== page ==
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Medical Care Marvel or Medical Mayhem? by
Depends on your perspective. As many of you know I was appointed to the Minnesota Board of Medical Practice earlier this year as a public member. [Please note that my writings are my own opinions and not the opinion of the Minnesota Board of Medical Practice, its employees, or any of the other board members.] The Minnesota Board of Medical Practice looks at licensing issues for doctors licensed to practice medicine in the state of Minnesota, as well as a number of other licensed medical personnel. As part of my service I receive e-mail news articles pertaining to medical care across the United States. A number of these articles have mentioned Medical Homes or Health Care Homes as part of President Obama’s Health Care Reform. The article below is very much in line with the other descriptions I have read pertaining to Medical Homes or Health Care Homes in other parts of the country. I believe the intention is to assign everyone’s medical care to a Medical Home or Health Care Home, and well yes to their own care coordinator. I do not know what level of education these care coordinators will have, but presume they will not be doctors. Having a care coordinator could be a blessing for some, for others an unwanted intrusion into their private lives. That brings me to the electronic medical records piece of the puzzle, … but I digress. Any thoughts? Was this a surprise too you? Do you have any of your own knowledge to add? ***************************** [Minnesota Department of Health] News Release - August 17, 2010: Minnesota Department of Health certifies state’s first ‘health care homes’ First step toward statewide transformation of primary care Minnesotans with complex and chronic conditions can begin to enroll in health care homes as the first clinics that have been certified by the Minnesota Department of Health (MDH). The first 11 certified health care homes are in several regions of the state, include both urban and rural clinics and range from single-physician to large systems clinics. Health care homes, also known as “medical homes,” offer a team approach to primary care making it easier for patients to communicate and partner with their care team. Care teams can include: clinicians, nurses, specialists, pharmacists, care coordinators, community resources and others. In a health care home, a care coordinator who develops a relationship with patients and their families works with them to coordinate their care and achieve better health. This includes streamlining access to appointments, improving communication with specialists, answering questions over the phone and planning for care. The development of health care homes is an important part of Minnesota’s 2008 health reform law that aims to improve the health of the population, the patient experience and the affordability of health care. “Having this first set of certified health care homes is a great step forward for Minnesota as we strengthen the foundation of primary care in the state. Health care homes help ensure that patients get the right care, at the right time, in the right place,” said Commissioner of Health Dr. Sanne Magnan. “This is a significant part of our state’s redesign of care and payment to improve health outcomes and build a higher-value health care system. By focusing on better coordination of health care, we can improve health and manage chronic conditions better, while addressing the cost of health care.” Dr. Jeff Schiff, medical director of Minnesota Health Care Programs at the Department of Human Services, which has partnered with MDH on the health care homes initiative, noted that “certified health care homes now qualify to receive a monthly per-person care coordination payment for patients with multiple chronic conditions. This innovation in both care and payment is needed to truly transform health care in Minnesota.” Eligibility for these payments may depend on a patient’s health insurance plan. MDH’s goal is to certify up to 150 organizations by the end of 2011. Currently, nearly 50 additional clinics from around the state, representing more than 400 clinicians, are in the process of applying for certification. In addition, about 500 people have attended certification training sessions at regional workshops around the state, and more than 30 individual clinics and health systems have received a variety of mini-grants to help them move toward certification. To be certified as a health care home, providers and clinics must meet a rigorous set of standards that were developed through a public-private stakeholder process, and complete an application and participate in a site visit. Certification represents a transformation of care delivery that can benefit all patients who receive their care in a health care home. The first 11 certified health care homes in Minnesota are: Christopher J. Wenner, M.D., Cold Springs Mayo Health System-Austin Medical Center Lakewood Health System-Staples Clinic Lakewood Health System-Browerville Clinic Lakewood Health System-Eagle Bend Clinic Lakewood Health System-Pillager Clinic Lakewood Health System-Motley Clinic Park Nicollet-Minneapolis Pediatric Clinic Park Nicollet-St. Louis Park Internal Medicine Clinic Park Nicollet-St. Louis Park Family Medicine Clinic Park Nicollet-St. Louis Park Pediatric Clinic More information on health care homes is available online at -MDH-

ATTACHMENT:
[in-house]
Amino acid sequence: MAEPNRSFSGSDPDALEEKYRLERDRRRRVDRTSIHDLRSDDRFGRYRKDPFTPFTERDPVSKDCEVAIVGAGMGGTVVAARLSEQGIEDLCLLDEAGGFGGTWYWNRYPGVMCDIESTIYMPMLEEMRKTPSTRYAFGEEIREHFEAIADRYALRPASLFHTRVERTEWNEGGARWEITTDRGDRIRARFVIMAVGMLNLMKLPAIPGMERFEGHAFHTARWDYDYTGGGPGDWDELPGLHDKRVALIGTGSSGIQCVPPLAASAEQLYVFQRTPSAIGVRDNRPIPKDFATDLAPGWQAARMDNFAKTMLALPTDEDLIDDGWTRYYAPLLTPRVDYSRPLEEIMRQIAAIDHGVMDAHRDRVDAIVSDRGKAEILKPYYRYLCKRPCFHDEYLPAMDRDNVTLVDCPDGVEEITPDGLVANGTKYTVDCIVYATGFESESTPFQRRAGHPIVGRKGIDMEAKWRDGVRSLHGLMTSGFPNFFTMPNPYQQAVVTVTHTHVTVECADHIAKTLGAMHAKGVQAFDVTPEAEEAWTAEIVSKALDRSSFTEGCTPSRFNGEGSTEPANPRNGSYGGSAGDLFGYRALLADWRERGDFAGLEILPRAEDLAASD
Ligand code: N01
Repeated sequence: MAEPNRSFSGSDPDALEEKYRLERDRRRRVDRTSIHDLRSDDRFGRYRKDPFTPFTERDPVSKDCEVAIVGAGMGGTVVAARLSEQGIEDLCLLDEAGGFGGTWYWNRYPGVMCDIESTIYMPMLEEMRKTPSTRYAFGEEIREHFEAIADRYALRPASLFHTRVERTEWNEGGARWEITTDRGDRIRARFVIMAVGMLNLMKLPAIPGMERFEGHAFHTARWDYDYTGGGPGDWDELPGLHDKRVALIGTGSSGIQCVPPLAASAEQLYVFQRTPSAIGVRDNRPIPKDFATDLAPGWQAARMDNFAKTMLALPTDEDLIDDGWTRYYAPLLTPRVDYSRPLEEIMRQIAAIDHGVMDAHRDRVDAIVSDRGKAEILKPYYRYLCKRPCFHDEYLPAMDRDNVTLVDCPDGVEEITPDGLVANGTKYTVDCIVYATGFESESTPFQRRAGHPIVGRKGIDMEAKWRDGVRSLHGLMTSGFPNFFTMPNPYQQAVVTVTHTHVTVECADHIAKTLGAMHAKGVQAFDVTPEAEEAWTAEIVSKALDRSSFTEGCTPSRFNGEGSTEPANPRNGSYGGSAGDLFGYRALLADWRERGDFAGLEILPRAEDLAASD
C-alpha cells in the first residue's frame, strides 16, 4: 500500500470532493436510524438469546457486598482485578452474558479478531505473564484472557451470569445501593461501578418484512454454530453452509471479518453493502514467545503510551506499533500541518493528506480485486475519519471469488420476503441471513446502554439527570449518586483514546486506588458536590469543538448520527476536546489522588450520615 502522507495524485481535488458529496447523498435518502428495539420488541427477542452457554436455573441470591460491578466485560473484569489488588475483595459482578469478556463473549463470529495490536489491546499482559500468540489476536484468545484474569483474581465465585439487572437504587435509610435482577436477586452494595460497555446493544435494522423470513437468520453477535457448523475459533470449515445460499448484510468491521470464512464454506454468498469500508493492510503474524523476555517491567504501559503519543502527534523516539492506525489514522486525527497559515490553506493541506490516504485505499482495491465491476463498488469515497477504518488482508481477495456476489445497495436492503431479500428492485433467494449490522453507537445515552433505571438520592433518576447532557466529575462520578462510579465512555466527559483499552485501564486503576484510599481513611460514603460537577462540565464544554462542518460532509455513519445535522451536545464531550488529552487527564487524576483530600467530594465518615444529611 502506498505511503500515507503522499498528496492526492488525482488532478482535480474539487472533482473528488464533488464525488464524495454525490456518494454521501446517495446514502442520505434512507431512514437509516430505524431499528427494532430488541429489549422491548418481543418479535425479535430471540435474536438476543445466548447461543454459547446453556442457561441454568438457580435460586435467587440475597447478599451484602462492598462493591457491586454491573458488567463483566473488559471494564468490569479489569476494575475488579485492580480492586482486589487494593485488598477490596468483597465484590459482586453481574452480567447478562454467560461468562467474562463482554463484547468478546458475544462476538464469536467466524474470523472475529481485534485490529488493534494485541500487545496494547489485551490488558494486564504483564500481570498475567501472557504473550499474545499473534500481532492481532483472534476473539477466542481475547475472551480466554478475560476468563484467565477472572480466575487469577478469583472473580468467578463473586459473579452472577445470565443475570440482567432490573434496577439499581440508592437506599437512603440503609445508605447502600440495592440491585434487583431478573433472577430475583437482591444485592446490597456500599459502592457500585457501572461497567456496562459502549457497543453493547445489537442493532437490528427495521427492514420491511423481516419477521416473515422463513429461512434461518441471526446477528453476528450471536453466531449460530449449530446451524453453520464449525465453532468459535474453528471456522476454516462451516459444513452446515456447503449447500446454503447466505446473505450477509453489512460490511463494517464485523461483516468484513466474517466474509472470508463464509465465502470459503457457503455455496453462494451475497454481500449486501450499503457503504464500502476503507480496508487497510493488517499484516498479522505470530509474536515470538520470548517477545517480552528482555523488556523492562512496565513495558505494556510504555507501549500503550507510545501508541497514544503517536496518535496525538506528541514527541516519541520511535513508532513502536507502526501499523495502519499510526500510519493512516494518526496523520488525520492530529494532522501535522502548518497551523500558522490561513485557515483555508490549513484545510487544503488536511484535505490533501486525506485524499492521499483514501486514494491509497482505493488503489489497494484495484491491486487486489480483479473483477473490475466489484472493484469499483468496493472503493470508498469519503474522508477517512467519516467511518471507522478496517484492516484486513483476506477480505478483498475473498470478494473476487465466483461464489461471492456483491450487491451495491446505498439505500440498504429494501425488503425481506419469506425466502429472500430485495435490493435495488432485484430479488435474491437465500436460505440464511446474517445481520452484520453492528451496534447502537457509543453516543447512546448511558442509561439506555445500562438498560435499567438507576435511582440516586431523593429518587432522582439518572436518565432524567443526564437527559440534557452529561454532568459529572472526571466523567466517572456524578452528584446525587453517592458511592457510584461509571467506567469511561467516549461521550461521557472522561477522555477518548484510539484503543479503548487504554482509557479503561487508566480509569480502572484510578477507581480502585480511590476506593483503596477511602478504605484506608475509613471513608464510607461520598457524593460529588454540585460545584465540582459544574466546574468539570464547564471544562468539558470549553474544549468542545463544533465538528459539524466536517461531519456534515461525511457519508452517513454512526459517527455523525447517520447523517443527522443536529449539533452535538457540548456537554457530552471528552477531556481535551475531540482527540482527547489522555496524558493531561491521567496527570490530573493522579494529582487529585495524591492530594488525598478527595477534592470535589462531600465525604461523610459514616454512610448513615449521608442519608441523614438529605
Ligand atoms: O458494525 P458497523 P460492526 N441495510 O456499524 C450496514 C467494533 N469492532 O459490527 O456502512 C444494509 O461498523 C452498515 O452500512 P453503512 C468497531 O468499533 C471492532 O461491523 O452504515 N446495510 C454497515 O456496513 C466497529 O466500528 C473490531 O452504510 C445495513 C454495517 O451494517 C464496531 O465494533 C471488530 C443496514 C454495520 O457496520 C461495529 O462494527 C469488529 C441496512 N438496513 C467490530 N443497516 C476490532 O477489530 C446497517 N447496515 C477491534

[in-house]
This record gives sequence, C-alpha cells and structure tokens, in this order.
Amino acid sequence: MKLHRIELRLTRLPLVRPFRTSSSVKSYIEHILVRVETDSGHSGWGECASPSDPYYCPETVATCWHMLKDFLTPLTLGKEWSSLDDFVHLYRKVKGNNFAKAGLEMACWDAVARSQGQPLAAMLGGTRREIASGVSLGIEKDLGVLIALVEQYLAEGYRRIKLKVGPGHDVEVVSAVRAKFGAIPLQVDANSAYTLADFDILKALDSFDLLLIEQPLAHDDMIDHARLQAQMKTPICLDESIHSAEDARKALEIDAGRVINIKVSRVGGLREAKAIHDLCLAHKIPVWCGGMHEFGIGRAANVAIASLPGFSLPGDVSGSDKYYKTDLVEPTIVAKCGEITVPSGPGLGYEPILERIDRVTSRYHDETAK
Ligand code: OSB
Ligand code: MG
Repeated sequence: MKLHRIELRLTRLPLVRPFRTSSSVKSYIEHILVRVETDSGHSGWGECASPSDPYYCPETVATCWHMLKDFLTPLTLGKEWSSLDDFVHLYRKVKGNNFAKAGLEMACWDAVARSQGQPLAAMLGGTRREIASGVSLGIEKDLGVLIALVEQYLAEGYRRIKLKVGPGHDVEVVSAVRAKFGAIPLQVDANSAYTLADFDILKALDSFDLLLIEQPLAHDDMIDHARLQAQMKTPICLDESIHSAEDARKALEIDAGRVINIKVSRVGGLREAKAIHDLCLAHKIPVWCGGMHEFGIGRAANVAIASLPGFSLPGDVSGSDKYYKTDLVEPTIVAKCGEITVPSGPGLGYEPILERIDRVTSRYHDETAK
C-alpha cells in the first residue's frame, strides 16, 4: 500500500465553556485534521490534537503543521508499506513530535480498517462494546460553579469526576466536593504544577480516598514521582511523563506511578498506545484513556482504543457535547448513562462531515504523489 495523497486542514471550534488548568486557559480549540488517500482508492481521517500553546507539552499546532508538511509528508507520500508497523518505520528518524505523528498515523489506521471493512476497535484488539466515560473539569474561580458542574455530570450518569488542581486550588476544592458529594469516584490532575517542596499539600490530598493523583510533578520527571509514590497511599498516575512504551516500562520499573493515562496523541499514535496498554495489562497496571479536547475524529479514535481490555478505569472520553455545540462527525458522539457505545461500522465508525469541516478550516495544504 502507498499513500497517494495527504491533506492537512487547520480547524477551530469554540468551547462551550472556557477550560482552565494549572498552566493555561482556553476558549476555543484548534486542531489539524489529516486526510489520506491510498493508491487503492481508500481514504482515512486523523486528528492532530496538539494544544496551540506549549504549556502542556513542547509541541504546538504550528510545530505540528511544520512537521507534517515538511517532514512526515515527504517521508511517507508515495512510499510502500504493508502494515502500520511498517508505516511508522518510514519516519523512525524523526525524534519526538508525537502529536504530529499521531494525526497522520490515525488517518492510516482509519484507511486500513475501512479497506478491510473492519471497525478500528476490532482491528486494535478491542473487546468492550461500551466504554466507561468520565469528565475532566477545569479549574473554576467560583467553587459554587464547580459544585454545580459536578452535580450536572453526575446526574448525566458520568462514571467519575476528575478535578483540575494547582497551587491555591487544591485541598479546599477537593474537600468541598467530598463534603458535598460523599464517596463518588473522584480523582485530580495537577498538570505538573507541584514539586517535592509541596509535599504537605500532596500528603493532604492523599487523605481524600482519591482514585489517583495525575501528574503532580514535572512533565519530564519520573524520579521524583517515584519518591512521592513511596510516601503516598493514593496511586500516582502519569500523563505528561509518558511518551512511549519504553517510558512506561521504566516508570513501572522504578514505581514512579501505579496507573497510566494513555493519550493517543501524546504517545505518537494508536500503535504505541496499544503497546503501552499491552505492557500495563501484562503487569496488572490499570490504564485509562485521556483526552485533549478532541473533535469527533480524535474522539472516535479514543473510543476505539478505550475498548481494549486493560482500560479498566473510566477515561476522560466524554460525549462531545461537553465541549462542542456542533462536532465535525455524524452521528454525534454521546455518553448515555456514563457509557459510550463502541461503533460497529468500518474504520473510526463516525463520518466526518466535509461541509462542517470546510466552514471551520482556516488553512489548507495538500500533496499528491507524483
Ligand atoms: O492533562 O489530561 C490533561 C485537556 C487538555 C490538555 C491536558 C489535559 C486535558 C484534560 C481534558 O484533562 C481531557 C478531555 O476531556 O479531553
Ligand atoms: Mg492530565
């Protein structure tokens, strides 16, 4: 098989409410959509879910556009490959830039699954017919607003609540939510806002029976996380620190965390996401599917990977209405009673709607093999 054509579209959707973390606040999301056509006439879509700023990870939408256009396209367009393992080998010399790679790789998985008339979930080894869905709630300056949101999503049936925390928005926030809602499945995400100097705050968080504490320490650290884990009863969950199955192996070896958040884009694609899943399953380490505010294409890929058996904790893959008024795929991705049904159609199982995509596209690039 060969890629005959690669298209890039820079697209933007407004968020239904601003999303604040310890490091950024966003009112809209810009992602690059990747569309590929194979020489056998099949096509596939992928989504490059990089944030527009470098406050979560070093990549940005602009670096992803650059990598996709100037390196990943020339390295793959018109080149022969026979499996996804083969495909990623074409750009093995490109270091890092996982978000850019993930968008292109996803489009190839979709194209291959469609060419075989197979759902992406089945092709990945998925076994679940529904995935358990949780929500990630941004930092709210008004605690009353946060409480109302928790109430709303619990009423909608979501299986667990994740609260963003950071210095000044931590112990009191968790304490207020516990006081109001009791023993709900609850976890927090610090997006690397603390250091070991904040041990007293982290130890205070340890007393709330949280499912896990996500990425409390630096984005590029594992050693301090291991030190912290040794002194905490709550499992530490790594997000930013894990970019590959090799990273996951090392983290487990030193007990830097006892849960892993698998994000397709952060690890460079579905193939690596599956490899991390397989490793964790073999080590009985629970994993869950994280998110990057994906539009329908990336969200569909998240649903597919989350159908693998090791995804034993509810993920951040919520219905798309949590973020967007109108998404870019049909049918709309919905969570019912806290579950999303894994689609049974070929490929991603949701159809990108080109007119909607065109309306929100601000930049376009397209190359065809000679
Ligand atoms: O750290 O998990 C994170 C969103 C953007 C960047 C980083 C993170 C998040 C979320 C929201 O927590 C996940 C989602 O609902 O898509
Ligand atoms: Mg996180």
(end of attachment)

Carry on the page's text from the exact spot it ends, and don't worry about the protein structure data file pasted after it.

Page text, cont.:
Aug 18, 2010 | 1499 views | 13 13 recommendations | email to a friend | print

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